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J Thromb Haemost. 2006 May;4(5):932-9.

Fibrin structure and wound healing.

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1
Department of Biomedical Research, TNO-Quality of Life, Gaubius Laboratory, Leiden, the Netherlands.

Abstract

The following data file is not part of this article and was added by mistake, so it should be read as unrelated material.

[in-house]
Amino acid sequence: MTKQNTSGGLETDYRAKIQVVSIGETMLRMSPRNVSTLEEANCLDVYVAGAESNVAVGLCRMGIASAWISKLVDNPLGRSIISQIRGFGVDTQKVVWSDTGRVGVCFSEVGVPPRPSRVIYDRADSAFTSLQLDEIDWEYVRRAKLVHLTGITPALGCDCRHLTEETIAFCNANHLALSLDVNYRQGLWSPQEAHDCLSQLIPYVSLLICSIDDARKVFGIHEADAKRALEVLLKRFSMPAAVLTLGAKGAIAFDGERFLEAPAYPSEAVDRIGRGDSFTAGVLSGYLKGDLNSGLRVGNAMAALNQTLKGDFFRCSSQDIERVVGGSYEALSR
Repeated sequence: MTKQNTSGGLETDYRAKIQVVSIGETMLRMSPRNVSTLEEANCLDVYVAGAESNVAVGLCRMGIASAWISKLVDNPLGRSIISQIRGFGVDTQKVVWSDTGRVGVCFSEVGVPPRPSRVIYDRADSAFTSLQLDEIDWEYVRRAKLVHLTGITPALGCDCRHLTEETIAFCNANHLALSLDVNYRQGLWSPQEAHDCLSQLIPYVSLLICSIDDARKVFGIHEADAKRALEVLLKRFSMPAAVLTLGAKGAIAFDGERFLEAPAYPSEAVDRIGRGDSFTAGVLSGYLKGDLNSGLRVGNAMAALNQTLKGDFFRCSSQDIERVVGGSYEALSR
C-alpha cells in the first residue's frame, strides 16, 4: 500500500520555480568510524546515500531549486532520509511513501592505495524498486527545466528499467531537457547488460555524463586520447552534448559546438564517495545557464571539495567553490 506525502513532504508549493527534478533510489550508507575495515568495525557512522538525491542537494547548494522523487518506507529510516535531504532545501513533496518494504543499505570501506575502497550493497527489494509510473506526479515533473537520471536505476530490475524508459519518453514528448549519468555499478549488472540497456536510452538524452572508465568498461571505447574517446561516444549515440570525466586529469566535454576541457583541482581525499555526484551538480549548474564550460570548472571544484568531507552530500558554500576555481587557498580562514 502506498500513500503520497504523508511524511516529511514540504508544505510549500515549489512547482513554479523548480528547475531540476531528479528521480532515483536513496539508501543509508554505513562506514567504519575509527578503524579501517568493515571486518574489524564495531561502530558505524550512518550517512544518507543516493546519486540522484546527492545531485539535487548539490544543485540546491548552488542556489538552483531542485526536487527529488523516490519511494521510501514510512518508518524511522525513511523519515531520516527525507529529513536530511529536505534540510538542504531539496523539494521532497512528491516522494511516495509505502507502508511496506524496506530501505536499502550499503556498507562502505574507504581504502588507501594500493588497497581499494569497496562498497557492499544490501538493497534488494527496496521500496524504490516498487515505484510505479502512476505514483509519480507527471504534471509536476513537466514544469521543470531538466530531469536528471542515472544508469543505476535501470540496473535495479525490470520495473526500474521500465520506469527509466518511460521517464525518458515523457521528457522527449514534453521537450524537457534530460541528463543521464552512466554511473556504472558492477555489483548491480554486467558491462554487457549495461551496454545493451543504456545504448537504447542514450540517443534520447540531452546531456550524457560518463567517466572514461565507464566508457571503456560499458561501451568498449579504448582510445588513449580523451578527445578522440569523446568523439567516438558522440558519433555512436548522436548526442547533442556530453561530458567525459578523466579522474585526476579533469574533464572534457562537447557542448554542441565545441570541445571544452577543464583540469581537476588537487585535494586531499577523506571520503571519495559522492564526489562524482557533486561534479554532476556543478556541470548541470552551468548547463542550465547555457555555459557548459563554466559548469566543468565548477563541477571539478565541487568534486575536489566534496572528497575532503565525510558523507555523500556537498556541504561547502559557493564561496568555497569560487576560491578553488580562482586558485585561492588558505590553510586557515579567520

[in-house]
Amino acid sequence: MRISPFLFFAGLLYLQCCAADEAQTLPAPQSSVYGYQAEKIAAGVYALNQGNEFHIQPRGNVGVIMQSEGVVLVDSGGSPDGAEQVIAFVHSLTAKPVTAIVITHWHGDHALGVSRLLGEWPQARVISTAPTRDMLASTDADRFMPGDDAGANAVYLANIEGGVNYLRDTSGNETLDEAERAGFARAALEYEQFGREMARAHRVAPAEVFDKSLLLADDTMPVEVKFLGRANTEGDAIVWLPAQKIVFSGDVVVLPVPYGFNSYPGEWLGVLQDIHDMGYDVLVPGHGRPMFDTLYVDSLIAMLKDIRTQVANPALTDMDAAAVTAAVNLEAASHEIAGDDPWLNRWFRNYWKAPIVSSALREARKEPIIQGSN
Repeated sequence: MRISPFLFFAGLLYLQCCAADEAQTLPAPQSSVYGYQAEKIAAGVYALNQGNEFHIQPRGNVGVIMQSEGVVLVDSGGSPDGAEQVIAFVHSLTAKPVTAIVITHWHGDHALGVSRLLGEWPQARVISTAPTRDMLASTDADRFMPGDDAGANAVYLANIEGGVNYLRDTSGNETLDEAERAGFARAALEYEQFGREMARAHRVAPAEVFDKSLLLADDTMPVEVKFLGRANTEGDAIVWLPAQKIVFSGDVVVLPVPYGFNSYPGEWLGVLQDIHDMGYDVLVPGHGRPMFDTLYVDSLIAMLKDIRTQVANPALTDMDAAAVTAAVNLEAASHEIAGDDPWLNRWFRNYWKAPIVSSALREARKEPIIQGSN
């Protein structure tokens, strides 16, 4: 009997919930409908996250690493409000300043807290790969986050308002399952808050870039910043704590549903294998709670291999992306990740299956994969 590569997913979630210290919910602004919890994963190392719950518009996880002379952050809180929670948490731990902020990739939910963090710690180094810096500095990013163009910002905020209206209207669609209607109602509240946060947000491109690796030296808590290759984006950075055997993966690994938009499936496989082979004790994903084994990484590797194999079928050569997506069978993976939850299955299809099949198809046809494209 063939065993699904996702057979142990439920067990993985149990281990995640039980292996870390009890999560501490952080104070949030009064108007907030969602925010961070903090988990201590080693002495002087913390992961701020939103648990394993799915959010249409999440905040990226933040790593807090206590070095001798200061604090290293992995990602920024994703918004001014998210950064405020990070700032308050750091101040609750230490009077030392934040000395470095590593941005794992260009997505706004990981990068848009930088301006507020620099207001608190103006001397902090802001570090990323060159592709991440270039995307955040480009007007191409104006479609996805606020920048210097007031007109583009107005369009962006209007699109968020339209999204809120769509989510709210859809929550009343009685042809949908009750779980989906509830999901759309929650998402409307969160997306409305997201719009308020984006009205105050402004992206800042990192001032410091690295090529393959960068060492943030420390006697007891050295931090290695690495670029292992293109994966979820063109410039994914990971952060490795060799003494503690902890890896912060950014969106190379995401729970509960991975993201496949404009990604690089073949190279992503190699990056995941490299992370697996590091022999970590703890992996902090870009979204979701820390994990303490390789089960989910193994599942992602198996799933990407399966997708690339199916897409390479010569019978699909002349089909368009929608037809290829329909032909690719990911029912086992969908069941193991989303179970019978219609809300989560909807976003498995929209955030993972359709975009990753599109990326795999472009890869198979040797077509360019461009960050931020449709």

Fibrinogen and fibrin play an important role in blood clotting, fibrinolysis, cellular and matrix interactions, inflammation, wound healing, angiogenesis, and neoplasia. The contribution of fibrin(ogen) to these processes largely depends not only on the characteristics of the fibrin(ogen) itself, but also on interactions between specific-binding sites on fibrin(ogen), pro-enzymes, clotting factors, enzyme inhibitors, and cell receptors. In this review, the molecular and cellular biology of fibrin(ogen) is reviewed in the context of cutaneous wound repair. The outcome of wound healing depends largely on the fibrin structure, such as the thickness of the fibers, the number of branch points, the porosity, and the permeability. The binding of fibrin(ogen) to hemostasis proteins and platelets as well as to several different cells such as endothelial cells, smooth muscle cells, fibroblasts, leukocytes, and keratinocytes is indispensable during the process of wound repair. High-molecular-weight and low-molecular-weight fibrinogen, two naturally occurring variants of fibrin, are important determinants of angiogenesis and differ in their cell growth stimulation, clotting rate, and fibrin polymerization characteristics. Fibrin sealants have been investigated as matrices to promote wound healing. These sealants may also be an ideal delivery vehicle to deliver extra cells for the treatment of chronic wounds.

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